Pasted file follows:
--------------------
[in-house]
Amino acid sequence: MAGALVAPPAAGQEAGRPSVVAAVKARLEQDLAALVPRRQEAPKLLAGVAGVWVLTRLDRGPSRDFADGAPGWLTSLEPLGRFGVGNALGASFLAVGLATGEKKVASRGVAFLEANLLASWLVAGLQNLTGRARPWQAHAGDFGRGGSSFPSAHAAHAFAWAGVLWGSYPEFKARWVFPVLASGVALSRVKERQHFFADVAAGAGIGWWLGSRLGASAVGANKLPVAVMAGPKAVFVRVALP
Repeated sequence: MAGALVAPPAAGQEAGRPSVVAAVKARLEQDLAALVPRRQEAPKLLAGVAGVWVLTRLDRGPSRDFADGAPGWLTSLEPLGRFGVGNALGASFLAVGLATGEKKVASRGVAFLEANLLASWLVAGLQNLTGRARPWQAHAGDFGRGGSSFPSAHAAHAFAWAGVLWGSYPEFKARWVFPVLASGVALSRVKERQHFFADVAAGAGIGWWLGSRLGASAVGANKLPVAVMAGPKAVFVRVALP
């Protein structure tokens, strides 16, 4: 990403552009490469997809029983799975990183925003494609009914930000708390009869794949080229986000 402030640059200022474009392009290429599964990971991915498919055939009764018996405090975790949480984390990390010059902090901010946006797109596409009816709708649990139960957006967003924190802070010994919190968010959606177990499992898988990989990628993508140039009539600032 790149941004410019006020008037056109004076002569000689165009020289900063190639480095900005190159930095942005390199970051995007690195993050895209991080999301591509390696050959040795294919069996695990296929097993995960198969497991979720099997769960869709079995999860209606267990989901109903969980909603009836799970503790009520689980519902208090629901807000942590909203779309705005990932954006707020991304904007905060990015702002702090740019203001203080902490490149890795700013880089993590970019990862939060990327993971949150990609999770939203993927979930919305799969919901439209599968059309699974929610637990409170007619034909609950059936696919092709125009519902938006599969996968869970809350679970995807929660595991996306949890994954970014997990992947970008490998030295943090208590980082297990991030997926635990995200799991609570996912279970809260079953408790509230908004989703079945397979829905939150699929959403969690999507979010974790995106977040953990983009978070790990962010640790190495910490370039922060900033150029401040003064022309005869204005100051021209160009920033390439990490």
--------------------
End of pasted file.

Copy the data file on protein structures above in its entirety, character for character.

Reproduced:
[in-house]
Amino acid sequence: MAGALVAPPAAGQEAGRPSVVAAVKARLEQDLAALVPRRQEAPKLLAGVAGVWVLTRLDRGPSRDFADGAPGWLTSLEPLGRFGVGNALGASFLAVGLATGEKKVASRGVAFLEANLLASWLVAGLQNLTGRARPWQAHAGDFGRGGSSFPSAHAAHAFAWAGVLWGSYPEFKARWVFPVLASGVALSRVKERQHFFADVAAGAGIGWWLGSRLGASAVGANKLPVAVMAGPKAVFVRVALP
Repeated sequence: MAGALVAPPAAGQEAGRPSVVAAVKARLEQDLAALVPRRQEAPKLLAGVAGVWVLTRLDRGPSRDFADGAPGWLTSLEPLGRFGVGNALGASFLAVGLATGEKKVASRGVAFLEANLLASWLVAGLQNLTGRARPWQAHAGDFGRGGSSFPSAHAAHAFAWAGVLWGSYPEFKARWVFPVLASGVALSRVKERQHFFADVAAGAGIGWWLGSRLGASAVGANKLPVAVMAGPKAVFVRVALP
């Protein structure tokens, strides 16, 4: 990403552009490469997809029983799975990183925003494609009914930000708390009869794949080229986000 402030640059200022474009392009290429599964990971991915498919055939009764018996405090975790949480984390990390010059902090901010946006797109596409009816709708649990139960957006967003924190802070010994919190968010959606177990499992898988990989990628993508140039009539600032 790149941004410019006020008037056109004076002569000689165009020289900063190639480095900005190159930095942005390199970051995007690195993050895209991080999301591509390696050959040795294919069996695990296929097993995960198969497991979720099997769960869709079995999860209606267990989901109903969980909603009836799970503790009520689980519902208090629901807000942590909203779309705005990932954006707020991304904007905060990015702002702090740019203001203080902490490149890795700013880089993590970019990862939060990327993971949150990609999770939203993927979930919305799969919901439209599968059309699974929610637990409170007619034909609950059936696919092709125009519902938006599969996968869970809350679970995807929660595991996306949890994954970014997990992947970008490998030295943090208590980082297990991030997926635990995200799991609570996912279970809260079953408790509230908004989703079945397979829905939150699929959403969690999507979010974790995106977040953990983009978070790990962010640790190495910490370039922060900033150029401040003064022309005869204005100051021209160009920033390439990490």